August 2, 2019 / 9:38 AM / 4 months ago

Growing Brexit nerves push UK CDS to highest since February

FILE PHOTO: European Union and British flags flutter in front of a chancellery ahead of a visit of British Prime Minister Theresa May in Berlin, Germany, April 9, 2019. REUTERS/Hannibal Hanschke

LONDON (Reuters) - Mounting Brexit uncertainty pushed Britain’s Credit Default Swap (CDS) levels - a financial market insurance policy for government debt - to the highest since February on Friday.

The pound has slumped this week as no-deal Brexit jitters have increased and data from IHS Markit showed UK CDS had climbed 2 basis points to 36 basis points, while Ireland’s rose 3 basis points at 34 basis points.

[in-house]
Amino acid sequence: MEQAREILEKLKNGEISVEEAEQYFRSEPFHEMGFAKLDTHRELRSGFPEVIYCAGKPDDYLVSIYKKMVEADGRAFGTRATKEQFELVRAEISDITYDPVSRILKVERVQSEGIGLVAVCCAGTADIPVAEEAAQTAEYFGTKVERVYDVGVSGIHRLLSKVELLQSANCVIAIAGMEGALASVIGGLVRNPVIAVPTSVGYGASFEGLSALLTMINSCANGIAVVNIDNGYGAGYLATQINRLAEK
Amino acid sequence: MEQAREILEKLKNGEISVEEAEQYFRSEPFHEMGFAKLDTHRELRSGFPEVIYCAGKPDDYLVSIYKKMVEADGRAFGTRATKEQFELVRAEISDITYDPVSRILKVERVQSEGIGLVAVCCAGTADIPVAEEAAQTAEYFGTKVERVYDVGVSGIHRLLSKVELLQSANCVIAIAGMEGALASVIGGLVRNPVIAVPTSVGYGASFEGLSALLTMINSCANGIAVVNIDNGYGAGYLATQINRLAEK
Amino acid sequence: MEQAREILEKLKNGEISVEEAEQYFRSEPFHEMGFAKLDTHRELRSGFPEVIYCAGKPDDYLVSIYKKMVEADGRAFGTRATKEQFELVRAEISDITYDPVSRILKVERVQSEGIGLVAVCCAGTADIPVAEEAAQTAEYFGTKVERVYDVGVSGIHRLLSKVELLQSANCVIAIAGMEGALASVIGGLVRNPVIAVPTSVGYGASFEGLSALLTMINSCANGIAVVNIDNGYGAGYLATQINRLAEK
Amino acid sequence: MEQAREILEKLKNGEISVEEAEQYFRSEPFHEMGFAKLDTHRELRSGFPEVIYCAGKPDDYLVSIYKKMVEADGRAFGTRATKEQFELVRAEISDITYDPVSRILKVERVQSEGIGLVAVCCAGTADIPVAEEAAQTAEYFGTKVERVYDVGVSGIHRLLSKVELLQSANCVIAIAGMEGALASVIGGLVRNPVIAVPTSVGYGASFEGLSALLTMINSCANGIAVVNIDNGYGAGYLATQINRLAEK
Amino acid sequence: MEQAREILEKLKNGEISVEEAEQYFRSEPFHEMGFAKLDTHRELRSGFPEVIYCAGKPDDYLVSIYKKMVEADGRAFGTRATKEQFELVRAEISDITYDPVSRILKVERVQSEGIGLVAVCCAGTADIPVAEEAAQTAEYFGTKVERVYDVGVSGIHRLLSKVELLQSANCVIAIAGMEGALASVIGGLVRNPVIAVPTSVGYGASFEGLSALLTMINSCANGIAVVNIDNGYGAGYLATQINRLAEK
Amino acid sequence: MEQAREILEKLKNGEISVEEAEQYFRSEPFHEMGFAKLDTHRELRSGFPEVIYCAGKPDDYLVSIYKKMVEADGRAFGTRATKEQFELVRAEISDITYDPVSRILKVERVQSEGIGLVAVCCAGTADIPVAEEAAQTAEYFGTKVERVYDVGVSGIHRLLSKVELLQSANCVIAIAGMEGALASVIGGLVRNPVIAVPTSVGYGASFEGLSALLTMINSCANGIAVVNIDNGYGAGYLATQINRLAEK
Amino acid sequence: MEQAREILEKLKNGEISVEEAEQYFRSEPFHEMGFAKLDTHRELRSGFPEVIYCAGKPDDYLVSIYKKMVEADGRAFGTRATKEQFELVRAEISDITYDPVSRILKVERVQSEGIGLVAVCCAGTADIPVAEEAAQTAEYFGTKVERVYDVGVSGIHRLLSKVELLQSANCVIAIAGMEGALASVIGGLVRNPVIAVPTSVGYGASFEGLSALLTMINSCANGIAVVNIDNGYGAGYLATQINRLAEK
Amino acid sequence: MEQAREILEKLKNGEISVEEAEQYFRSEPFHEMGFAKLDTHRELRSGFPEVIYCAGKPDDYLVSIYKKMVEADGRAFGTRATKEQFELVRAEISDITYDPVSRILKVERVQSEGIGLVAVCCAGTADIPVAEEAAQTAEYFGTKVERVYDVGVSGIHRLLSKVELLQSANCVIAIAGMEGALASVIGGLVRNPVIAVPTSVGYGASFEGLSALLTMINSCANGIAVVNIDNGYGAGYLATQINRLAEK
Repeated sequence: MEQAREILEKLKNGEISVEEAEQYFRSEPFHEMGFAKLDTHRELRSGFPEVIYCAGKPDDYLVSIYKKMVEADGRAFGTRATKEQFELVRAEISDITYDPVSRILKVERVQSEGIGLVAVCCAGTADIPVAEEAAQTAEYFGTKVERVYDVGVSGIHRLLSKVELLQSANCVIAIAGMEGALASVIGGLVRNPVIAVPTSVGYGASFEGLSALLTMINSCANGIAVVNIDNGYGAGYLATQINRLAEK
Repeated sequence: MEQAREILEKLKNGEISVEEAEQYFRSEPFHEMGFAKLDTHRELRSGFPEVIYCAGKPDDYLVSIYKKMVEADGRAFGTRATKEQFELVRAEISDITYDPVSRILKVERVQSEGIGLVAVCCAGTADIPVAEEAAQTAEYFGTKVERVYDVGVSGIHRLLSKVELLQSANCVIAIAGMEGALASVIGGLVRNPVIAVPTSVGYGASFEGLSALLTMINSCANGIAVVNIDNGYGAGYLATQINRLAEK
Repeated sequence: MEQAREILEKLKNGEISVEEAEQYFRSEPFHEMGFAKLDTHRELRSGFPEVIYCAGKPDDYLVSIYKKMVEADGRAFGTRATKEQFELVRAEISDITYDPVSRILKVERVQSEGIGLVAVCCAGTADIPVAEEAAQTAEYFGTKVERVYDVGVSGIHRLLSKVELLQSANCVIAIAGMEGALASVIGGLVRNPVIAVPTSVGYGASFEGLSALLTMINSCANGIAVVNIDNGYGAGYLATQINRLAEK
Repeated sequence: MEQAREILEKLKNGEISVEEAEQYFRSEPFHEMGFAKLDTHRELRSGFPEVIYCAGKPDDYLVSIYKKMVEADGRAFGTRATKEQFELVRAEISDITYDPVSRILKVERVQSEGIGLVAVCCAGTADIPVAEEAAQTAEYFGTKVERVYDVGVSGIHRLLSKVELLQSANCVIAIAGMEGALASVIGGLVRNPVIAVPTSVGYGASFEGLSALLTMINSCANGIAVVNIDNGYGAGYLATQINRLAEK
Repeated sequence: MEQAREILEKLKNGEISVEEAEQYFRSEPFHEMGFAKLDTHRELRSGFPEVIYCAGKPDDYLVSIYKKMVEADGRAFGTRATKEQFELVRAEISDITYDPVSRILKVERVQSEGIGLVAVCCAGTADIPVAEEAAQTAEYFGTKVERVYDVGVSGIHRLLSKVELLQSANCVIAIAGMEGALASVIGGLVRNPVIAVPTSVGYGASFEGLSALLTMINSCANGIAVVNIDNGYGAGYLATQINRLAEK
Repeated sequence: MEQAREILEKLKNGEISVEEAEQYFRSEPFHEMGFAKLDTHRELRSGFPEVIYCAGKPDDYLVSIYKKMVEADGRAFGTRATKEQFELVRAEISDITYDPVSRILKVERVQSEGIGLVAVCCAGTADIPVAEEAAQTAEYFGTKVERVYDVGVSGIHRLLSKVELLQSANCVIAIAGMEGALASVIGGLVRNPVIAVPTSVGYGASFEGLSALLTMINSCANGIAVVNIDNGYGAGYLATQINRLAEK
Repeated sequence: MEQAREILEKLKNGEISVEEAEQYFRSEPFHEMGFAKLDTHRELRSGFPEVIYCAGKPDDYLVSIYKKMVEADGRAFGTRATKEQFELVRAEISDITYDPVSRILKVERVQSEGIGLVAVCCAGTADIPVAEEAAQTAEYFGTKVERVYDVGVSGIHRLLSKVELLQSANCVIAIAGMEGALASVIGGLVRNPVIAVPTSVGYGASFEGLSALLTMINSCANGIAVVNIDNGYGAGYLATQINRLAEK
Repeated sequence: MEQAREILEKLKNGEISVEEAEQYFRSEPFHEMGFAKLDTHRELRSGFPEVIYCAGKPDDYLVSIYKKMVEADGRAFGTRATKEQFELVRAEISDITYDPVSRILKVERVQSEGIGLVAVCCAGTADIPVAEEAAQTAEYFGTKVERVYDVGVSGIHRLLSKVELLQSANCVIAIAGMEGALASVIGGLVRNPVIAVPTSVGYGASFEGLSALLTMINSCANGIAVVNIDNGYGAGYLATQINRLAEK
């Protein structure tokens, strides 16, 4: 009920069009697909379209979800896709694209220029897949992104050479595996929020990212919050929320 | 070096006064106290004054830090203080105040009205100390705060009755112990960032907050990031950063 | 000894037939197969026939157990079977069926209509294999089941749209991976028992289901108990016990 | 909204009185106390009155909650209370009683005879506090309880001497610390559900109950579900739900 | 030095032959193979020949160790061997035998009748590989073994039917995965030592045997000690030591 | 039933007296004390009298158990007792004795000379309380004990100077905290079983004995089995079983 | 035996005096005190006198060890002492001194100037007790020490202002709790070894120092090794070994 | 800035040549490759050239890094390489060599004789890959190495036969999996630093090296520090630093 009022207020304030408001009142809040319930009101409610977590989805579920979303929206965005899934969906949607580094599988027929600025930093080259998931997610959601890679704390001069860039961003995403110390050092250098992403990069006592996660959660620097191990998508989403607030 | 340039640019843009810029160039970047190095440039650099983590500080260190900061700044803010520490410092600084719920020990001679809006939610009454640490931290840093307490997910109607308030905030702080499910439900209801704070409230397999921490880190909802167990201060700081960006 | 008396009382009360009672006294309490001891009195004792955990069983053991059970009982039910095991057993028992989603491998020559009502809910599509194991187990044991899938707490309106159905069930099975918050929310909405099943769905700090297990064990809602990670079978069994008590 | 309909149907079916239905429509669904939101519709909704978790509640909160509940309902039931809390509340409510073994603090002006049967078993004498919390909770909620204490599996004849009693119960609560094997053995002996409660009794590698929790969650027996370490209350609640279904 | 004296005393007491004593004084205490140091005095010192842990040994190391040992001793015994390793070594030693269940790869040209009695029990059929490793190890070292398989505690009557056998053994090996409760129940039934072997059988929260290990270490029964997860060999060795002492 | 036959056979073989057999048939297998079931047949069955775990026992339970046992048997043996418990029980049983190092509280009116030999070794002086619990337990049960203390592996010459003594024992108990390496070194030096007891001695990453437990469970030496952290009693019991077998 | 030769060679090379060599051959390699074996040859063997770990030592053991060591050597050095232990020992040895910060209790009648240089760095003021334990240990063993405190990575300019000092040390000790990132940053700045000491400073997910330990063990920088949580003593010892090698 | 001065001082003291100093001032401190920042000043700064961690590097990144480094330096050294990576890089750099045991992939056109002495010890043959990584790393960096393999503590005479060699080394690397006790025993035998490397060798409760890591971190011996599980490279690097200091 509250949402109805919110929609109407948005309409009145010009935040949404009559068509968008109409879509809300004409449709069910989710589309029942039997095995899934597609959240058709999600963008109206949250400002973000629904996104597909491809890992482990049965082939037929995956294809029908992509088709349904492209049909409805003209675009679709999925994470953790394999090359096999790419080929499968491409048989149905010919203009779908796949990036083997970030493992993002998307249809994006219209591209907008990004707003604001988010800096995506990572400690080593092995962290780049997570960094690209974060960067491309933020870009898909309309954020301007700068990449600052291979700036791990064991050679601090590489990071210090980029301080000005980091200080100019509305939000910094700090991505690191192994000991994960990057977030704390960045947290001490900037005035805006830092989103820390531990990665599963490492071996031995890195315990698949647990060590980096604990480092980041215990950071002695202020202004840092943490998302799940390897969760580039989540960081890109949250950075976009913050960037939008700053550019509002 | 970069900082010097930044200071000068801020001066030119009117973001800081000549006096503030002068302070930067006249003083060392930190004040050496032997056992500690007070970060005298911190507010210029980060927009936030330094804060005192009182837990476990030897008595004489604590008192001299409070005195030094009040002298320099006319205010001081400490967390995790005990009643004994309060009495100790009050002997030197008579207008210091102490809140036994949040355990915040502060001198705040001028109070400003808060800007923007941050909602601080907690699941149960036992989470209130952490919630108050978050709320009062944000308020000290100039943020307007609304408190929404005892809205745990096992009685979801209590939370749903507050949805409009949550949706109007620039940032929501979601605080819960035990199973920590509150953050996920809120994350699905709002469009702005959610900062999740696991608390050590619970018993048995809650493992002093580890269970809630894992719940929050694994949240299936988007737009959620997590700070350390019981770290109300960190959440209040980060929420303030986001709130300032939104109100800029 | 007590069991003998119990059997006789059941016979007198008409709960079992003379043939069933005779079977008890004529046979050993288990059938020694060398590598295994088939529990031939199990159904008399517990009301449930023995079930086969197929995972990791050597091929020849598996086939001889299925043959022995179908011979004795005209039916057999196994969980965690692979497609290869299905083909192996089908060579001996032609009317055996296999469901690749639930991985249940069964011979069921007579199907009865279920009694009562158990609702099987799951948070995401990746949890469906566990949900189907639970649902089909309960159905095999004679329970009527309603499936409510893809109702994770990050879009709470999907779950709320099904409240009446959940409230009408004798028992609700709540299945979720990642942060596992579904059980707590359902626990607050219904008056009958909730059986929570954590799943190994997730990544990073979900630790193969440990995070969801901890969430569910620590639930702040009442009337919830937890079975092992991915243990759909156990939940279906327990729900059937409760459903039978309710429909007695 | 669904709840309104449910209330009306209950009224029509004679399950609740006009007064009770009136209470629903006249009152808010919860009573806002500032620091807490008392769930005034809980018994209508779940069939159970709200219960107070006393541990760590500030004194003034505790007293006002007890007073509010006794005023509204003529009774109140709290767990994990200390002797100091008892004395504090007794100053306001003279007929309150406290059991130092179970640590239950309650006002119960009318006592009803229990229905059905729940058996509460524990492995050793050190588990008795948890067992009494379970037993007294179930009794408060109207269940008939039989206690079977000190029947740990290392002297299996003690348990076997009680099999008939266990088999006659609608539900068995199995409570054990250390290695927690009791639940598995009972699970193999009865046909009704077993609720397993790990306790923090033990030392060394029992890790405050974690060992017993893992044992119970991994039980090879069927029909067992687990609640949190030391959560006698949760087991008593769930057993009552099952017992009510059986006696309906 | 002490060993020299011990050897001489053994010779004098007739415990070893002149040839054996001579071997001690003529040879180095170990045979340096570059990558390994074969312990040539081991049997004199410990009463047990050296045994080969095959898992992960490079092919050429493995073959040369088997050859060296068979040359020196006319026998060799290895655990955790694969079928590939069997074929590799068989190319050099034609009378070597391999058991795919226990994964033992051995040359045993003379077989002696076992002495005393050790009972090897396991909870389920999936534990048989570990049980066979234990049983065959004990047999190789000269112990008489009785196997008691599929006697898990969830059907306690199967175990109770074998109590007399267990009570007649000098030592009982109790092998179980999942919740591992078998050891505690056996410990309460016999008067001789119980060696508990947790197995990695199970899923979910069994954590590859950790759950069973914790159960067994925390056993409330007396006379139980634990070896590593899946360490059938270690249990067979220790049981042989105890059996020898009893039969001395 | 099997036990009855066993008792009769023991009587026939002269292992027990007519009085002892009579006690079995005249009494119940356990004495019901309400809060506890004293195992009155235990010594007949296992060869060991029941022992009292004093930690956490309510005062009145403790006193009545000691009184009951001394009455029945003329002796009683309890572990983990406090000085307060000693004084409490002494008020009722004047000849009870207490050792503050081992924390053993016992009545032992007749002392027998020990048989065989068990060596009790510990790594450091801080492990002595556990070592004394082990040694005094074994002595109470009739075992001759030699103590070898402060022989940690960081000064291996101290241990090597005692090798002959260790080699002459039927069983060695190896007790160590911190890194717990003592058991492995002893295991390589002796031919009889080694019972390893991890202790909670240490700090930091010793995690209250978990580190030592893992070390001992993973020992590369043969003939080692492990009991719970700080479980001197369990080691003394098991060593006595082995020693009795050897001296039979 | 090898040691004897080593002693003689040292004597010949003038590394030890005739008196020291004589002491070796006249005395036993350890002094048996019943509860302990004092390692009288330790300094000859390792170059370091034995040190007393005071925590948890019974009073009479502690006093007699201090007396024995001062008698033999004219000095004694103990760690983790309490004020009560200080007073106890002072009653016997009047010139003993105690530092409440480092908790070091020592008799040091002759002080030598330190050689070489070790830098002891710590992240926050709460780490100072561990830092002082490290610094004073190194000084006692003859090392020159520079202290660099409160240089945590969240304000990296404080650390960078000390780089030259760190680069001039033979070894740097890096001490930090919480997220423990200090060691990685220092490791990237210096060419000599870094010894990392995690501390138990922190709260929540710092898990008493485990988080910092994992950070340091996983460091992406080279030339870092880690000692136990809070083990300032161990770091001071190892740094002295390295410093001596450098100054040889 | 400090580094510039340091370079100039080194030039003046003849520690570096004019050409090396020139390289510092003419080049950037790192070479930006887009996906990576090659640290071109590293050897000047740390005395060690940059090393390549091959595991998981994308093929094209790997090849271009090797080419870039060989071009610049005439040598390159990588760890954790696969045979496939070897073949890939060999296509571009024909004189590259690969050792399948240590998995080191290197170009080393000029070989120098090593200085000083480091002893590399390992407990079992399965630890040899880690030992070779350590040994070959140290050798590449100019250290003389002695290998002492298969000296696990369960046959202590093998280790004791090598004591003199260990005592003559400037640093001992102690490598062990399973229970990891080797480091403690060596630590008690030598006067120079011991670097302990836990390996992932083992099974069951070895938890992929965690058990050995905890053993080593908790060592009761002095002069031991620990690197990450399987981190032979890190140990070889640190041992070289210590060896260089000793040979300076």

New UK Prime Minister Boris Johnson saw his Conservative government’s working majority in parliament cut to just one overnight after it lost a local election to the pro-European Union Liberal Democrats.

Rating agency Moody’s meanwhile warned that Johnson’s spending pledges could cost at least 1.5% of GDP, and combined with the growing probability of a no-deal Brexit, further weaken the country’s sovereign credit profile.

Reporting by Marc Jones; editing by Thyagaraju Adinarayan

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